Great stuff as always from The Commonwealth Institute for Fiscal Analysis, “Comparing the governor’s and money committees’ proposed changes to the 2022-2024 budget.” As you can see, there are MAJOR differences between the Youngkin budget amendments and the House GOP budget amendments on the one hand, and the Senate Dems’ budget amendments on the other hand. The biggest differences include:
- Youngkin’s and the VA House GOP’s budget amendments slash taxes for corporations and (mostly) wealthy Virginian, while the Senate Dems’ budget does no such thing
- Instead, Senate Dems pour money into education, with an additional $1 billion of direct aid for school divisions, $117 million for 2% teacher salary increases, $140 million for teacher retention bonuses, $57 million for additional mental and physical health staff, $24 million for additional English language instructors, $39 million for assistants at trouble schools, $271 million for eliminating the cap on funding for support staff, etc.
- In contrast, Youngkin’s budget amendments do not include a 2% teacher salary increase or any money for additional English language instructors or additional mental/physical health staff or assistants at trouble schools, and have much-smaller teacher retention bonuses, but do include $50 million to provide bonuses to “top-performing teachers.”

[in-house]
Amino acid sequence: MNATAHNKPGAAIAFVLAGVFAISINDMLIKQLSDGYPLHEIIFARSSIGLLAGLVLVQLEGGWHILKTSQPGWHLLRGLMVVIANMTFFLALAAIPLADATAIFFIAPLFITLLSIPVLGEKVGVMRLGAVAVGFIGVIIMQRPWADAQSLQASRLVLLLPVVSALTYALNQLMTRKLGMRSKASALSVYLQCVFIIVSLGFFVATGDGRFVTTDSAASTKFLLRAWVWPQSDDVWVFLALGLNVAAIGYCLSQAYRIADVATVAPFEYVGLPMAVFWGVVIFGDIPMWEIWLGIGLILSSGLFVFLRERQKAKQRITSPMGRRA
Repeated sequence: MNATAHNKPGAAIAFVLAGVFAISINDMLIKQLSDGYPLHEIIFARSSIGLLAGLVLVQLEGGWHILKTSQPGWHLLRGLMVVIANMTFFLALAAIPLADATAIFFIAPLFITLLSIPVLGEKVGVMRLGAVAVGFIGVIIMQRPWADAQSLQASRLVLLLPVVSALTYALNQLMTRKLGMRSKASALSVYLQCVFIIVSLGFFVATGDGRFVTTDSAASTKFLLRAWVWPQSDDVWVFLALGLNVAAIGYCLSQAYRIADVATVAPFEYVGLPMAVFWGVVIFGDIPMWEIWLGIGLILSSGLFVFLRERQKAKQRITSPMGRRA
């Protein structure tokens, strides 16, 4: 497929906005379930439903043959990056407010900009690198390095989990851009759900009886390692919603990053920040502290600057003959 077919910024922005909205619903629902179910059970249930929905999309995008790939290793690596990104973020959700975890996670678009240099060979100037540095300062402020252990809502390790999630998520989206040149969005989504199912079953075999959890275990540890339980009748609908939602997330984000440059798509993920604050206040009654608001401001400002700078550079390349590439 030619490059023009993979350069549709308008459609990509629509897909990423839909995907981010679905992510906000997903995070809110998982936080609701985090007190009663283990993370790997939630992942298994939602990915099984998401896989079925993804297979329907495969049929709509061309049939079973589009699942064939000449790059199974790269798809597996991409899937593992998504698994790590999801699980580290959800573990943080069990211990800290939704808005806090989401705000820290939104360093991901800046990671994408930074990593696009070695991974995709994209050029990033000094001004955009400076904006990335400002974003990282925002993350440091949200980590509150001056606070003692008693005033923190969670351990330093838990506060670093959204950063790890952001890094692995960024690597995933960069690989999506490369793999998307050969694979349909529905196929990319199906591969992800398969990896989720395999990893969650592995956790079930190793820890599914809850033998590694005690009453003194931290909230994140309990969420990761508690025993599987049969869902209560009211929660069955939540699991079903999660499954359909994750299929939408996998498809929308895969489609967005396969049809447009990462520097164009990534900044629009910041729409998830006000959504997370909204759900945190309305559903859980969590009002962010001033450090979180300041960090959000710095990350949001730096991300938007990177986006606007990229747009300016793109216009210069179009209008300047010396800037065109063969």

- On “lab schools,” the Senate Dems’ budget reallocates $95 million from that to funding school divisions, while Youngkin provides an EXTRA $50 million for “lab schools.”
- The Senate Dems’ budget amendments increase reimbursement for Medicaid providers/services by $210 million, compared to just $43 million in Youngkin’s budget amendments.
There’s a lot more detail in the TCI report, so definitely check it out, but those bullet items give a flavor of why the VA Senate Dems’ budget amendments are so much better than Youngkin’s or the VA House Republicans…
“As promised, upon the release of proposed budget amendments by the money committees, TCI has analyzed each for key changes and important information that would impact the commonwealth.
We’ve since produced our easy-to-read comparison of the two proposals alongside that of the introduced budget — you can find it here on our website. (There you will also find our summary of the governor’s budget proposed in December.)”